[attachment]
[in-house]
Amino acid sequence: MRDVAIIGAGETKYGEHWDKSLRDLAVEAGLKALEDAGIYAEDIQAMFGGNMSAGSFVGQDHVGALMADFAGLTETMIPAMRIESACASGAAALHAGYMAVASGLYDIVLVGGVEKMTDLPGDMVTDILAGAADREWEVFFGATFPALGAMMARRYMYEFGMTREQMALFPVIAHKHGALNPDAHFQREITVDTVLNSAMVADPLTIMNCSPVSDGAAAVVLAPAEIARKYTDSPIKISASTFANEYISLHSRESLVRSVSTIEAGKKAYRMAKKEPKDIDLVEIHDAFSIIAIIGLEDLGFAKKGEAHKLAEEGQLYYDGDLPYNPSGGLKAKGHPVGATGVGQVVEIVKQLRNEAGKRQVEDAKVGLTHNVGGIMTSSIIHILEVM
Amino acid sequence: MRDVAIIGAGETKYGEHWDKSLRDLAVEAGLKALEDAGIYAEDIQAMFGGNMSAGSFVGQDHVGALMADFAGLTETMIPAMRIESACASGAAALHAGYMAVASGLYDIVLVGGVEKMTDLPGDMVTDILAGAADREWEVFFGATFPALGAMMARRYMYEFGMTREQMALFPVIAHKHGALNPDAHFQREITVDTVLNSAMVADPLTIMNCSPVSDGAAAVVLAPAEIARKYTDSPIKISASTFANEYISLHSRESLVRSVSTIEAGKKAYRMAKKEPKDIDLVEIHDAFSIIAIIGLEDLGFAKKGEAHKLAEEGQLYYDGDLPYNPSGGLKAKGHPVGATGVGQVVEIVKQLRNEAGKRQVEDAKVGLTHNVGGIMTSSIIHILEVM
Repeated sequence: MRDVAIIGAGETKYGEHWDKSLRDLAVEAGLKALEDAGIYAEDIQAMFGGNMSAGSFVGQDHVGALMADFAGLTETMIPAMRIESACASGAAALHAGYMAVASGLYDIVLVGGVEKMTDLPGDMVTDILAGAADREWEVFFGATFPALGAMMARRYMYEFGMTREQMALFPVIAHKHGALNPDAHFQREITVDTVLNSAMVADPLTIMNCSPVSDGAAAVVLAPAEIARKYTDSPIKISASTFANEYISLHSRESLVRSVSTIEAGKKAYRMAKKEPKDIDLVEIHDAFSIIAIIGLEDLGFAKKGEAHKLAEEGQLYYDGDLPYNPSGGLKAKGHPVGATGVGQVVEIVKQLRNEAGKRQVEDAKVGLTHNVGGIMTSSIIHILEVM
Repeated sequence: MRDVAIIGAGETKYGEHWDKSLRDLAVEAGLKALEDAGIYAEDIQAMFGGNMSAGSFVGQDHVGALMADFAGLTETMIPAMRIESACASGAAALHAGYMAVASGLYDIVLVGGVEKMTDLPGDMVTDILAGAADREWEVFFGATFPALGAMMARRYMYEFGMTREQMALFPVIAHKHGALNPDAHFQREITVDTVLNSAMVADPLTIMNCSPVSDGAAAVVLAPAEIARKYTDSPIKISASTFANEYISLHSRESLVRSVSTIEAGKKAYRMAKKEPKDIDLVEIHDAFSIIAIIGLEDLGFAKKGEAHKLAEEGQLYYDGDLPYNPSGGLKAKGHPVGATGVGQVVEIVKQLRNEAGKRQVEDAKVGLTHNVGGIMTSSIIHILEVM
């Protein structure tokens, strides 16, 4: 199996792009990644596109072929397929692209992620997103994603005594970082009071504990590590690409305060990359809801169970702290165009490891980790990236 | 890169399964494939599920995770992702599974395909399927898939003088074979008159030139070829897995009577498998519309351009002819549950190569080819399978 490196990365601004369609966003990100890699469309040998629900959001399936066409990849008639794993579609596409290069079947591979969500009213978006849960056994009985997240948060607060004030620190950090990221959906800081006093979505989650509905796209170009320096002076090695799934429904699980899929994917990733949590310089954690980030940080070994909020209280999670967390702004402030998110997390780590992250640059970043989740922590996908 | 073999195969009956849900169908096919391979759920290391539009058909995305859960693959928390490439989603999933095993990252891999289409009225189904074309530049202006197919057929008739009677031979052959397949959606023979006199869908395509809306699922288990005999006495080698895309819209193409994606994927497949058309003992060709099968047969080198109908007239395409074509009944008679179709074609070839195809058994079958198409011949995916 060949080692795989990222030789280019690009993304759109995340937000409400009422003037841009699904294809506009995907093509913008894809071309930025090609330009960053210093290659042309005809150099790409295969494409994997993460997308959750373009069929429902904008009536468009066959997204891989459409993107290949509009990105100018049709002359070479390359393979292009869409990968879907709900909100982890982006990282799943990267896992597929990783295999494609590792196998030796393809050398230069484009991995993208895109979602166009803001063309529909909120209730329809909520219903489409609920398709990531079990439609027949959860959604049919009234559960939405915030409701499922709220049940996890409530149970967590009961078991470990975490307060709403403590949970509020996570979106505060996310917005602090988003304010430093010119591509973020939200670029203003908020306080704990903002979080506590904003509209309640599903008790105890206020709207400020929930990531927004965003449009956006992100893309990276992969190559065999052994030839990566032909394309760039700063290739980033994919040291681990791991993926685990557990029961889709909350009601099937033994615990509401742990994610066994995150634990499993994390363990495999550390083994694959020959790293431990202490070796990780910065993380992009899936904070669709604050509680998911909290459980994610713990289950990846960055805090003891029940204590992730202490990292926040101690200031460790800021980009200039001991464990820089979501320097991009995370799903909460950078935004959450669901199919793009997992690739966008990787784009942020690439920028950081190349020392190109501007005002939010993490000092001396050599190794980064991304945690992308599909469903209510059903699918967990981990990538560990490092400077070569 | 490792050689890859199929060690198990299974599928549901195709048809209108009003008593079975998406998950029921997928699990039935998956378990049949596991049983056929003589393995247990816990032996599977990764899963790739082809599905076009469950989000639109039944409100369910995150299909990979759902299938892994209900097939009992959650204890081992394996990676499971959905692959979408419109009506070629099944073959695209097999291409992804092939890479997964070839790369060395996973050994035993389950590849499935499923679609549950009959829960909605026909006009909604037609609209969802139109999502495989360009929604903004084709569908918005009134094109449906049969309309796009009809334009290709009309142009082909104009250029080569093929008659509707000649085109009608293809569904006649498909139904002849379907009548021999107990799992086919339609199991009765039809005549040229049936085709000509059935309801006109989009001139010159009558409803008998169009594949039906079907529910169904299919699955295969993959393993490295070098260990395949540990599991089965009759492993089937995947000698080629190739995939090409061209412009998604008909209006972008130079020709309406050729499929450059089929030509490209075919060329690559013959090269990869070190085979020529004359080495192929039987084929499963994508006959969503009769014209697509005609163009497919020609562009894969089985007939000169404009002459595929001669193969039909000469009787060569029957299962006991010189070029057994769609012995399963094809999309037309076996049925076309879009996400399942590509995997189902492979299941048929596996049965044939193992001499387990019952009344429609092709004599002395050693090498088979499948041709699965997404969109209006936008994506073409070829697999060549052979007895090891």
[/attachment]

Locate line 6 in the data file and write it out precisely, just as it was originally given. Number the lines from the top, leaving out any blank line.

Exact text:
């Protein structure tokens, strides 16, 4: 199996792009990644596109072929397929692209992620997103994603005594970082009071504990590590690409305060990359809801169970702290165009490891980790990236 | 890169399964494939599920995770992702599974395909399927898939003088074979008159030139070829897995009577498998519309351009002819549950190569080819399978 490196990365601004369609966003990100890699469309040998629900959001399936066409990849008639794993579609596409290069079947591979969500009213978006849960056994009985997240948060607060004030620190950090990221959906800081006093979505989650509905796209170009320096002076090695799934429904699980899929994917990733949590310089954690980030940080070994909020209280999670967390702004402030998110997390780590992250640059970043989740922590996908 | 073999195969009956849900169908096919391979759920290391539009058909995305859960693959928390490439989603999933095993990252891999289409009225189904074309530049202006197919057929008739009677031979052959397949959606023979006199869908395509809306699922288990005999006495080698895309819209193409994606994927497949058309003992060709099968047969080198109908007239395409074509009944008679179709074609070839195809058994079958198409011949995916 060949080692795989990222030789280019690009993304759109995340937000409400009422003037841009699904294809506009995907093509913008894809071309930025090609330009960053210093290659042309005809150099790409295969494409994997993460997308959750373009069929429902904008009536468009066959997204891989459409993107290949509009990105100018049709002359070479390359393979292009869409990968879907709900909100982890982006990282799943990267896992597929990783295999494609590792196998030796393809050398230069484009991995993208895109979602166009803001063309529909909120209730329809909520219903489409609920398709990531079990439609027949959860959604049919009234559960939405915030409701499922709220049940996890409530149970967590009961078991470990975490307060709403403590949970509020996570979106505060996310917005602090988003304010430093010119591509973020939200670029203003908020306080704990903002979080506590904003509209309640599903008790105890206020709207400020929930990531927004965003449009956006992100893309990276992969190559065999052994030839990566032909394309760039700063290739980033994919040291681990791991993926685990557990029961889709909350009601099937033994615990509401742990994610066994995150634990499993994390363990495999550390083994694959020959790293431990202490070796990780910065993380992009899936904070669709604050509680998911909290459980994610713990289950990846960055805090003891029940204590992730202490990292926040101690200031460790800021980009200039001991464990820089979501320097991009995370799903909460950078935004959450669901199919793009997992690739966008990787784009942020690439920028950081190349020392190109501007005002939010993490000092001396050599190794980064991304945690992308599909469903209510059903699918967990981990990538560990490092400077070569 | 490792050689890859199929060690198990299974599928549901195709048809209108009003008593079975998406998950029921997928699990039935998956378990049949596991049983056929003589393995247990816990032996599977990764899963790739082809599905076009469950989000639109039944409100369910995150299909990979759902299938892994209900097939009992959650204890081992394996990676499971959905692959979408419109009506070629099944073959695209097999291409992804092939890479997964070839790369060395996973050994035993389950590849499935499923679609549950009959829960909605026909006009909604037609609209969802139109999502495989360009929604903004084709569908918005009134094109449906049969309309796009009809334009290709009309142009082909104009250029080569093929008659509707000649085109009608293809569904006649498909139904002849379907009548021999107990799992086919339609199991009765039809005549040229049936085709000509059935309801006109989009001139010159009558409803008998169009594949039906079907529910169904299919699955295969993959393993490295070098260990395949540990599991089965009759492993089937995947000698080629190739995939090409061209412009998604008909209006972008130079020709309406050729499929450059089929030509490209075919060329690559013959090269990869070190085979020529004359080495192929039987084929499963994508006959969503009769014209697509005609163009497919020609562009894969089985007939000169404009002459595929001669193969039909000469009787060569029957299962006991010189070029057994769609012995399963094809999309037309076996049925076309879009996400399942590509995997189902492979299941048929596996049965044939193992001499387990019952009344429609092709004599002395050693090498088979499948041709699965997404969109209006936008994506073409070829697999060549052979007895090891």